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J Biol Chem. 2019 Oct 18;294(42):15544-15556. doi: 10.1074/jbc.RA119.009151. Epub 2019 Sep 6.

Differential modulation of energy landscapes of cyclic AMP receptor protein (CRP) as a regulatory mechanism for class II CRP-dependent promoters.

Author information

1
Department of Biochemistry and Molecular Biology, Sealy Center for Structural Biology and Molecular Biophysics, University of Texas Medical Branch at Galveston, Galveston, Texas 77555-1055.
2
Department of Biochemistry and Molecular Biology, Sealy Center for Structural Biology and Molecular Biophysics, University of Texas Medical Branch at Galveston, Galveston, Texas 77555-1055 jclee@utmb.edu.

Abstract

The Escherichia coli cAMP receptor protein, CRP, is a homodimeric global transcription activator that employs multiple mechanisms to modulate the expression of hundreds of genes. These mechanisms require different interfacial interactions among CRP, RNA, and DNA of varying sequences. The involvement of such a multiplicity of interfaces requires a tight control to ensure the desired phenotype. CRP-dependent promoters can be grouped into three classes. For decades scientists in the field have been puzzled over the differences in mechanisms between class I and II promoters. Using a new crystal structure, IR spectroscopy, and computational analysis, we defined the energy landscapes of WT and 14 mutated CRPs to determine how a homodimeric protein can distinguish nonpalindromic DNA sequences and facilitate communication between residues located in three different activation regions (AR) in CRP that are ∼30 Å apart. We showed that each mutation imparts differential effects on stability among the subunits and domains in CRP. Consequently, the energetic landscapes of subunits and domains are different, and CRP is asymmetric. Hence, the same mutation can exert different effects on ARs in class I or II promoters. The effect of a mutation is transmitted through a network by long-distance communication not necessarily relying on physical contacts between adjacent residues. The mechanism is simply the sum of the consequences of modulating the synchrony of dynamic motions of residues at a distance, leading to differential effects on ARs in different subunits. The computational analysis is applicable to any system and potentially with predictive capability.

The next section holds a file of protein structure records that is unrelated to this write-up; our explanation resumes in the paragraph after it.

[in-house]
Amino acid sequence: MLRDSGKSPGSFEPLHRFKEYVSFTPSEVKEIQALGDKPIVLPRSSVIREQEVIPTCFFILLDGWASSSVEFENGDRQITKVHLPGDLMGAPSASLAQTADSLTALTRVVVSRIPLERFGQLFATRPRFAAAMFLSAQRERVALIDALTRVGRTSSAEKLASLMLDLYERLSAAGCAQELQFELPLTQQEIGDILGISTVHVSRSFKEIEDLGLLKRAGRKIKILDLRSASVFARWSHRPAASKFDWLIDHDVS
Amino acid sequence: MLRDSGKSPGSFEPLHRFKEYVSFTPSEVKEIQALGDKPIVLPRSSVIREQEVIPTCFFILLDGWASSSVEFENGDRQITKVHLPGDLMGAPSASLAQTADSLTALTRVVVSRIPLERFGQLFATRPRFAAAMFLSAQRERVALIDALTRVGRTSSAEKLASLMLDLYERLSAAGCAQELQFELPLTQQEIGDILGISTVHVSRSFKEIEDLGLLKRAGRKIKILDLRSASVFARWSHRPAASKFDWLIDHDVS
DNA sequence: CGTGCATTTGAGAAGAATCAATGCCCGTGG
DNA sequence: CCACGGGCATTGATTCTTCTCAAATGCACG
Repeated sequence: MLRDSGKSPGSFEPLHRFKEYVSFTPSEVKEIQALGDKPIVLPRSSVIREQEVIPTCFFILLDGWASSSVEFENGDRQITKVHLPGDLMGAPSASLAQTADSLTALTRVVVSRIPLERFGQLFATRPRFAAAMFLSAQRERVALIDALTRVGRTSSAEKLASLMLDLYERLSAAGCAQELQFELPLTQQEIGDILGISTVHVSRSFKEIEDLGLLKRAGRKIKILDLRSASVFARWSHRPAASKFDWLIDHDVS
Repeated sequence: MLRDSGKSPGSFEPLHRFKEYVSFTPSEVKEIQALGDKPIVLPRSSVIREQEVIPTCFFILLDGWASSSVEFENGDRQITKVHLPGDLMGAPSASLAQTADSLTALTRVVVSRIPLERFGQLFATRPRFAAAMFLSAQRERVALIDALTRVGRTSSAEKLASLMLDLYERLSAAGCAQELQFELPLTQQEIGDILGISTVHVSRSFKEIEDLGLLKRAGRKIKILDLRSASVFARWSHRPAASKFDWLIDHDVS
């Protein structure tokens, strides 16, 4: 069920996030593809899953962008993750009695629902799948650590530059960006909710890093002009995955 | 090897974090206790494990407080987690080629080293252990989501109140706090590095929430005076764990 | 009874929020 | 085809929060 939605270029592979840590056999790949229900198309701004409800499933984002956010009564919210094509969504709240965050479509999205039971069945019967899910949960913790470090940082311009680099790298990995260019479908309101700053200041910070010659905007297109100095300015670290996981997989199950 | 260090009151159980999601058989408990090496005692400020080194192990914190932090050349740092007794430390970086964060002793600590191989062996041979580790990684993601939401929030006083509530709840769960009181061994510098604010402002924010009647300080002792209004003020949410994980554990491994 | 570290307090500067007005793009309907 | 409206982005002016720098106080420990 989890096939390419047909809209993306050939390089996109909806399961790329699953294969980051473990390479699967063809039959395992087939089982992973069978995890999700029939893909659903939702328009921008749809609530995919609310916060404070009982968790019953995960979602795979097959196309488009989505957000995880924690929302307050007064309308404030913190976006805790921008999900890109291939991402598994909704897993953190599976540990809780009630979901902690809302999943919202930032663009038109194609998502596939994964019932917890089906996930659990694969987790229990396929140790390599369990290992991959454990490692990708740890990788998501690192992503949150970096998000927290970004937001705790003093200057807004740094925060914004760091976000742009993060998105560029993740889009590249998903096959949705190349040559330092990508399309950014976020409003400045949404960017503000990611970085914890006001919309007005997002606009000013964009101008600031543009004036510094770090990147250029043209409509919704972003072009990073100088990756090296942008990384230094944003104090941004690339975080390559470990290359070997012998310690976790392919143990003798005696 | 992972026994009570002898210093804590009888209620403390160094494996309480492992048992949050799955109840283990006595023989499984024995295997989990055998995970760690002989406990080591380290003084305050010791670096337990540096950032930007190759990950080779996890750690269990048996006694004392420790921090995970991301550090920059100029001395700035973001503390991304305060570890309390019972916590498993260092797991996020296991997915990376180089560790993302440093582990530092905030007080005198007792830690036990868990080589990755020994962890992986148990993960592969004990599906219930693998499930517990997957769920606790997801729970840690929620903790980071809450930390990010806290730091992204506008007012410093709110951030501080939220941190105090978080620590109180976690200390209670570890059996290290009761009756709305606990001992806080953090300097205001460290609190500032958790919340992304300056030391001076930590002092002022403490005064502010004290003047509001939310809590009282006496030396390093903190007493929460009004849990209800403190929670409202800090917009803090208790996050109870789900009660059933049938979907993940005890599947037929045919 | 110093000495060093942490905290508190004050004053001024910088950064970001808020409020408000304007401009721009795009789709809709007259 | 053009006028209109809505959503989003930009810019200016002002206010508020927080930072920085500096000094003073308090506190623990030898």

KEYWORDS:

RNA polymerase; allosteric regulation; bacterial signal transduction; bacterial transcription; energy landscapes; long-range communication; signaling pathway; thermodynamics; transcription factor; transcription regulation

PMID:
31492755
PMCID:
PMC6802525
[Available on 2020-10-18]
DOI:
10.1074/jbc.RA119.009151

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